Rayco Manufacturing, Inc. v. Deutz Corporation, No. 11-3713 (6th Cir. 2012)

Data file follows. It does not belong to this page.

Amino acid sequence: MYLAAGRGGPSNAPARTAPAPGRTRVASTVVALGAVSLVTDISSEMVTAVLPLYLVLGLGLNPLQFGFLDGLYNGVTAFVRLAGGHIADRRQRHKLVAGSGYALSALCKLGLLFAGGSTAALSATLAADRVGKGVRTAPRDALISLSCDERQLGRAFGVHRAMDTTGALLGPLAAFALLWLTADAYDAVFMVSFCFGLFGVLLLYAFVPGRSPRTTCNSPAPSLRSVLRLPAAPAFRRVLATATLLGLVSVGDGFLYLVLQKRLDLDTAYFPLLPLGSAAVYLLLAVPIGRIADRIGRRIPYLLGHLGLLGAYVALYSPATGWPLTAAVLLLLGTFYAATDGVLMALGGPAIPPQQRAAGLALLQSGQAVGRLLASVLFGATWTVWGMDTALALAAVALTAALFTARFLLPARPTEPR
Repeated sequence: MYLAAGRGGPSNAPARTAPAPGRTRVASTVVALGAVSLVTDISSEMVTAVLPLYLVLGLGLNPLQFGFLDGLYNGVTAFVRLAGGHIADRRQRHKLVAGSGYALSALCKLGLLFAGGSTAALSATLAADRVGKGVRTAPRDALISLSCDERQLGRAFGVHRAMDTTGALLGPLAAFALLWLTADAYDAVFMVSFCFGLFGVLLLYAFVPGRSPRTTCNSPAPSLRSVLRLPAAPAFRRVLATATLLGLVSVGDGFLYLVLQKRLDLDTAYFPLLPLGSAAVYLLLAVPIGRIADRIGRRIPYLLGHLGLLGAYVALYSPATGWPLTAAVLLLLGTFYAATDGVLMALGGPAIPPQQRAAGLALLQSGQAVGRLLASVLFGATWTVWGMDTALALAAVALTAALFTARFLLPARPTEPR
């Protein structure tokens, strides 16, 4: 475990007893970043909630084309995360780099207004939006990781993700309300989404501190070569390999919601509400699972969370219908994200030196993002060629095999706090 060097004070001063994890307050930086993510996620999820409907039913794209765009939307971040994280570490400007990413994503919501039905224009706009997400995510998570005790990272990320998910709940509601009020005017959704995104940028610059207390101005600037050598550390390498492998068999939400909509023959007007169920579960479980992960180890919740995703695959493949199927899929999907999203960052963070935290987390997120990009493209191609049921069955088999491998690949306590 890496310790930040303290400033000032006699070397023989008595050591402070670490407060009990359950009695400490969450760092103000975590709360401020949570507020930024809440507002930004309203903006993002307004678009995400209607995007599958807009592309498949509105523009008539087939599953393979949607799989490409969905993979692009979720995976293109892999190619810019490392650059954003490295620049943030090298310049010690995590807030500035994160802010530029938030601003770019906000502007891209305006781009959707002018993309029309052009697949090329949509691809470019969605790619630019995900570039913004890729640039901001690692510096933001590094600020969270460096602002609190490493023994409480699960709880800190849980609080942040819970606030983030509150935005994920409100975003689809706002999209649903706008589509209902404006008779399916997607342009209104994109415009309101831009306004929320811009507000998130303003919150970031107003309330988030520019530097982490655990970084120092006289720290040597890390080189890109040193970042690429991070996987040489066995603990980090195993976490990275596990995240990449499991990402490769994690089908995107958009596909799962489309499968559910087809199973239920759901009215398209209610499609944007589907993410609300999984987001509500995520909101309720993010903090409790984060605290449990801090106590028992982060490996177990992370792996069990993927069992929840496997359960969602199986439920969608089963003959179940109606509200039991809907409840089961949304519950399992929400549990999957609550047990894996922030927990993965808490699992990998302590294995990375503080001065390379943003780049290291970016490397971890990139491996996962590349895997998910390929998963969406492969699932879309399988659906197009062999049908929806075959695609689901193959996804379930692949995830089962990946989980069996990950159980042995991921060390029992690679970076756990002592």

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NOT RECOMMENDED FOR FULL-TEXT PUBLICATION File Name: 12a0962n.06 Nos. 11-3639, 11-3713 UNITED STATES COURT OF APPEALS FOR THE SIXTH CIRCUIT RAYCO MANUFACTURING, INC., Plaintiff - Appellant, and FECON, INC., Plaintiff, v. DEUTZ CORPORATION; DEUTZ AG, Defendants - Appellees. ) ) ) ) ) ) ) ) ) ) ) ) ) ) ) FILED Aug 29, 2012 LEONARD GREEN, Clerk ON APPEAL FROM THE UNITED STATES DISTRICT COURT FOR THE NORTHERN DISTRICT OF OHIO Before: SUTTON and GRIFFIN, Circuit Judges; and HOOD, District Judge.* PER CURIAM. Plaintiff-Appellant Rayco Manufacturing, Inc. ( Rayco ) brought claims in the Northern District of Ohio alleging that the engines manufactured by Defendant/Appellee Deutz AG and sold by Defendant/Appellee Deutz Corporation (collectively Deutz ) for use in Rayco s tree and landscaping equipment failed. Rayco sued Deutz for, inter alia, breach of contract, breach of express and implied warranties, negligent misrepresentation and fraud. The district court granted Deutz s motion for summary judgment on the claims relating to the majority of the engines, finding * The Honorable Joseph M. Hood, United States District Judge for the Eastern District of Kentucky, sitting by designation. that Plaintiff could not, as a matter of law, show causation. The district court denied summary judgment as to the engines operated by two customers for which there was testimony that the engines were not being overloaded at the time of malfunction. Rayco s victory was short-lived, however, as the district court dismissed the remaining claims on the eve of trial because Rayco had not established any damages relating to these specific engines. This appeal followed. Deutz cross-appeals the district court s denial of its motion to transfer venue. For the reasons that follow, we will affirm the district court s decisions. I. Plaintiff Rayco, an Ohio corporation located in Wooster, Ohio, manufactures and sells specialized equipment for the landscape and forestry industries, including different types of tractor crawlers. Rayco has purchased diesel engines to power most of its equipment from Deutz for approximately 20 years. In 2001, Rayco produced a series of crawlers, referred to as its C85 crawlers, which was the predecessor to the machines that are the subject of this suit. Between 2001 and 2004 Rayco purchased 131 Deutz engines for use in the C85 crawlers, and no significant problems with the engines were reported. In early 2004, Deutz began producing a new engine, the 87 hp BF4M2011 engine (hereinafter, the 2011 engine ), in order to meet federal EPA Tier 2 emission standards. Around the same time, Rayco replaced the C85 crawlers with another series of crawlers, referred to as its C87 crawlers, which were powered by the 2011 engines. Rayco contends that the C85 and C87 were substantially similar; however, the C87 crawler was modified to accommodate the 2011 Deutz engine. 2 The C87 crawler was a compact version of larger Rayco machines that look like a bulldozer but have a rotating drum attached to the front. The drum has teeth that mulch vegetation as the drum rotates at high speeds. One of the C87 crawler s applications was as a forestry mower. Forestry mowers are used for land clearing and commercial vegetation control and for cutting and mulching vegetation in difficult terrain. Rayco s literature regarding the C87 crawler s forestry mower application provided that the machine could be used to mulch trees 4-6 inches in diameter. Rayco purchased 551 of the 2011 engines for use in the C87 crawlers. Of those, 468 of the 2011 engines complied with EPA s Tier 2 emission standards. In late 2004 and early 2005, Rayco received reports that a number of the 2011 Tier 2 compliant engines failed due to overheating. Between December 2004 through late 2008, approximately 117 of 468 (25%) of the 2011 Tier 2 compliant engines installed in C87 crawlers failed. Despite testing, Deutz could not determine the problem causing the engine failures. Deutz replaced many of the failed engines under warranty, often with the same 2011 Deutz engine. Unfortunately, some C87 crawler operators and owners also experienced multiple failures of the replacement engines. Lacking a solution to the engine failures, Rayco eventually substituted engines from a different manufacturer, Yanmar, in the C87 crawler. The C87 crawlers powered by the Yanmar engine initially failed due to high oil temperatures, so Rayco made modifications to the engine compartment to accommodate the different engine. The Yanmar engine had lower maximum horsepower, but it is a larger displacement engine with 15% more torque than that of the 2011 Deutz engine. The failed engines of the C87 crawlers exhibited melted pistons and scored cylinders caused by overheating. The debate between the parties centers on what caused engines to overheat and what 3 allowed them to continue operating once overheated. If properly designed, Rayco argues, the engines should not have overheated during use. Moreover, if they did overheat, which Deutz knew could happen, the engines were equipped with a temperature sensor/switch or thermal kill switch that was designed to shut down the engine if it overheated to prevent damage. The thermal kill switch did not shut the engine down in those that failed. Rayco s expert, Dennis Guenther, Ph.D., identified a number of reasons that overheating could occur, including engine design and application issues, but was not able to determine the particular root cause of the engine failures. Dr. Guenther determined that the thermal kill switch's performance was sporadic and frequently not at all within specifications. (Record No. 167, Guenther Report at 8). However, Dr. Guenther stopped short of attributing the engine failures to the thermal kill switch. Other possibilities for the engine failures include entrained air in oil, cooling capacity of the system, improperly located temperature sensor switches, undersized oil outlets, clogged external coolers and over-fueling. Dr. Guenther concluded that [b]ased on research conducted to date, a specific root cause of the engine failures has not been determined. There are a number of candidates related to the design of the engine, and a number of candidates related to the application of the engine in the Rayco crawler. (Record No. 167, Guenther Report at 8). By contrast, Deutz s expert, Robert Kuhn, concluded in his expert report that [t]he damage seen to the subject engines is the result of drooping or lugging the engine for extended periods below its intended operating rpm. This operating condition was clearly understood and designed against by Rayco in the RG90 application of the 2011 engine. (Record No. 170, Attachment 24, Ex. 56, Kuhn Report at 14). Engine lugging is engine overloading, which causes the engines to operate at reduced engine speeds. This type of operation causes the engines to over-fuel and build up heat that 4 can damage an engine to the point of failure. Both experts agreed that the oil temperature sensor, or thermal kill switch, would not work if the engine was overloaded. II. A. The Sixth Circuit reviews de novo a district court's grant of summary judgment. Lockett v. Suardini, 526 F.3d 866, 872 (6th Cir. 2008) (citing Int'l Union v. Cummins, Inc., 434 F.3d 478, 483 (6th Cir. 2006)). A grant of summary judgment is proper if the movant shows that there is no genuine dispute as to any material fact and that the movant is entitled to judgment as a matter of law. Fed. R. Civ. P. 56(a). The moving party bears the initial burden to show the absence of a genuine issue of material fact. Celotex Corp. v. Catrett, 477 U.S. 317, 323 (1986). This burden is met simply by showing the Court that there is an absence of evidence on a material fact on which the nonmoving party has the ultimate burden of proof at trial. Id. at 325. The Court s function is not to weigh the evidence, but to decide whether there are genuine issues for trial. Anderson v. Liberty Lobby, Inc., 477 U.S. 242, 249 (1986); Multimedia 2000, Inc. v. Attard, 374 F.3d 377, 380 (6th Cir. 2004). B. The crux of the issue on appeal is whether Rayco presented sufficient evidence to show that the engine failures were caused by a design flaw in the 2011 engine. Rayco cannot point to a specific defect causing overheating in the 2011 engine. Rayco correctly asserts that it may demonstrate the existence of a defect and causation by circumstantial evidence. However, [w]here direct evidence is unavailable, a defect in a manufactured product existing at the time the product left the manufacturer may be proven by circumstantial evidence 5 where a preponderance of that evidence establishes that the loss was caused by a defect and not other possibilities, although not all other possibilities need be eliminated. State Farm Fire & Cas. Co. v. Chrysler Corp., 523 N.E.2d 489, 493-94 (Ohio 1988) (superceded by statute on other grounds, R.C. ยง 2307.75, as recognized in Perkins v. Wilkinson Sword, Inc., et al., 700 N.E.2d 1247 (Ohio 1998)). Before Rayco may rely on the circumstantial evidence it presents, the plaintiff must at least present evidence to show why the defendant s product should not be among the possible causes to be eliminated. Yanovich v. Zimmer Austin, Inc., 255 F. App'x 957, 966 (6th Cir. 2007) (quoting Indiana Ins. Co. v. Gen. Elec. Co., 326 F.Supp.2d 844, 856 (N.D.Ohio 2004)). That is, in order to rely on circumstantial evidence to prove the existence of a defect, [Rayco] must introduce other evidence that either (1) eliminates some of the other possible causes of the injury or (2) establishes that a defect-free product would not have performed the way the product at issue performed. Id. Rayco has failed to demonstrate sufficient evidence to allow this issue to be presented to the jury on circumstantial evidence alone. Rayco has not established that the engine design was defective or that failures were more likely to be caused by a defective engine design. Instead, the manner in which the C87 crawlers were being used, or a combination of the C87 crawlers design and application error, appear to be the culprits. While Dr. Guenther opined that he did not think that all of the failures were caused by application error, he could not eliminate application error as a cause for the engine failures. Thus, even viewing the evidence in a light most favorable to Rayco, one cannot say that the design of the engine, as opposed to application error, is the cognizable cause of the engine failures. Rayco and Dr. Guenther do not point to any other cause of the failure, only a number of possibilities, none more likely than another, and none of which are identified to have caused any 6 particular engine s failure. Possibilities are not sufficient to create material issues of fact sufficient to overcome summary judgment. Rayco has not demonstrated that a defect-free product would not have failed under the circumstances. As a matter of law, Rayco is unable to point to any cause for the failure for which Deutz would be liable. Consequently, we agree with the district court s reasoned opinion and will affirm the entry of summary judgment in favor of Deutz. III. It is not clear from the district court record whether the district court judge was dismissing Rayco s remaining claims based on its powers to sanction parties or whether the district court was holding that, as a substantive matter, the claims failed because damages could not be shown. Regardless of the standard applied, however, the district court s decision on this matter was proper and shall be affirmed. Deutz s motion for summary judgment was denied on Rayco s claims regarding the engines purchased by Rayco customers Aaron Taylor and Thomas Cole because there was testimony that those engines were not overloaded or lugged prior to their failures. Thus, the district court reasoned, a jury could find that application error was not the cause of the failures as to those individual engines. The claims relating to Rayco customers Tom Cole and Aaron Taylor were set to go to trial on May 31, 2011. However, on May 26, 2011, Deutz moved to dismiss Rayco s remaining claims on ambiguous grounds. The motion, which did not cite a rule, was based on lack of damages and/or failure by Rayco to provide discovery regarding damages. Essentially, Deutz s arguments were twofold that Rayco should be sanctioned for failure to properly supplement its discovery and that, 7 as a matter of law, Rayco could not demonstrate that it was damaged by the failures of these two customers engines. Rayco did not file a written response to Deutz s motion. Deutz argues, at this level and before the district court, that Rayco did not have any damages relating to the claims for the remaining eight engines which were to go to trial and that it could not show damages relating to those specific engines. Following the district court s entry of summary judgment on the majority of the engines in issue, the district court explicitly limited the evidence on damages at trial to the specific engines belonging to Tom Cole and Aaron Taylor. Deutz s informal request for Rayco s calculated damages was ignored. As to actual damages, Deutz argues that Rayco did not have to pay for Tom Cole s requests for replacement engines - the first replacement engine was paid for by Deutz and the next three requests for replacement were denied due to improper engine maintenance. With respect to Aaron Taylor s requests for engine replacements, the first three engines were paid directly by Deutz and the fourth request was denied due to improper maintenance. Thus, the only evidence of damages would be related to lost profits and goodwill, which must be established with reasonable certainty. Kinetico, Inc. v. Indep. Ohio Nail Co., 482 N.E.2d 1345, 1350-51 (Ohio Ct. App. 1984). These damages must be substantiated by calculations based on facts available or in evidence. Id. at 1350 (quoting R. Dunn, Recovery of Damages for Lost Profits 2d (1981) 223, Section 5.4). The parties were given an opportunity to supplement their expert reports and other discovery, which originally addressed these damages for all of the engines. Rayco provided a supplemental report within the allotted time, but the expert declined to address individual damages for these customers engines. Thus, while there was evidence in the record demonstrating Rayco s calculated damages for all of the engines for which claims had been made, there was no evidence pertaining to the specific engines at issue. Rayco contends that this information could be 8 extrapolated from the expert s report, but there was no evidence demonstrating the manner in which this would be calculated or the amount of damages claimed. Following a hearing, the district court dismissed the claims relating to these customers first from the bench and, then, by written order. However, the district court failed, in both instances, to describe whether the dismissal was a sanction for failure to comply with discovery requests or if it was dismissing the claims on substantive grounds because Rayco could not sufficiently demonstrate damages regarding these claims. To the extent the district court s decision is viewed as a substantive ruling, it was a summary judgment entered sua sponte. The substance of the summary judgment decision is reviewed de novo by this Court. The district court's procedural decision to enter summary judgment sua sponte, however, is reviewed for abuse of discretion. Shelby Cnty. Health Care Corp. v. Southern Council of Indus. Workers and Welfare Trust Fund, 203 F.3d 926, 931 (6th Cir. 2000) (citing Salehpour v. Univ. of Tenn., 159 F.3d 199, 203 (6th Cir. 1998)). This Court has previously held that a district court may enter summary judgment sua sponte in certain limited circumstances, so long as the losing party was on notice that it had to come forward with all of its evidence. Id. (citing Salehpour, 159 F.3d at 203) (internal quotations omitted). With respect to the district court s decision to dismiss the remaining claims sua sponte, it did so within a few days of the trial. Rayco was on notice that it was required to come forward with all of its evidence by that point. Looking to the substance of the argument in a light most favorable to Rayco, Rayco simply failed to provide any testimony or point to any expert reports detailing damages relating to these specific engines within days of trial. The record lacked any damages calculations 9 for these individual engines. Without damages relating to the specific engines at issue, Rayco would not have been able to prevail at trial, and dismissal was appropriate. Accordingly, Rayco had all the notice necessary and the district court did not abuse its discretion by finding that the specific evidence on damages was lacking and dismissing the claims sua sponte on summary judgment. To the extent that the district court dismissed the remaining claims as an exercise of its powers to sanction under Fed. R. Civ. P. 37, the district court s decision is analyzed for an abuse of discretion. Beil v. Lakewood Eng g & Mfg. Co., 15 F.3d 546, 552 (6th Cir. 1994) (citing Taylor v. Medtronics, Inc., 861 F.2d 980, 985 (6th Cir. 1988); Reg l Refuse Sys., Inc. v. Inland Reclamation Co., 842 F.2d150, 154 (6th Cir. 1988)) . An abuse of discretion occurs when (1) the district court's decision is based on an erroneous conclusion of law, (2) the district court's findings are clearly erroneous, or (3) the district court's decision is clearly unreasonable, arbitrary or fanciful. Beil, 15 F.3d at 551 (citing Badalamenti v. Dunham s, Inc., 896 F.2d 1359, 1362 (Fed. Cir. 1990)). Rayco was required to come forward with evidence relating to the specific engines at issue and failed to do so at great prejudice to Deutz. Thus, on the facts of this case, the district court alternatively did not abuse its discretion by dismissing Rayco s claims as a sanction. IV. For all of the reasons stated above, we AFFIRM the district court s decisions. In view of our disposition, we dismiss Deutz's contingent cross-appeal as moot. 10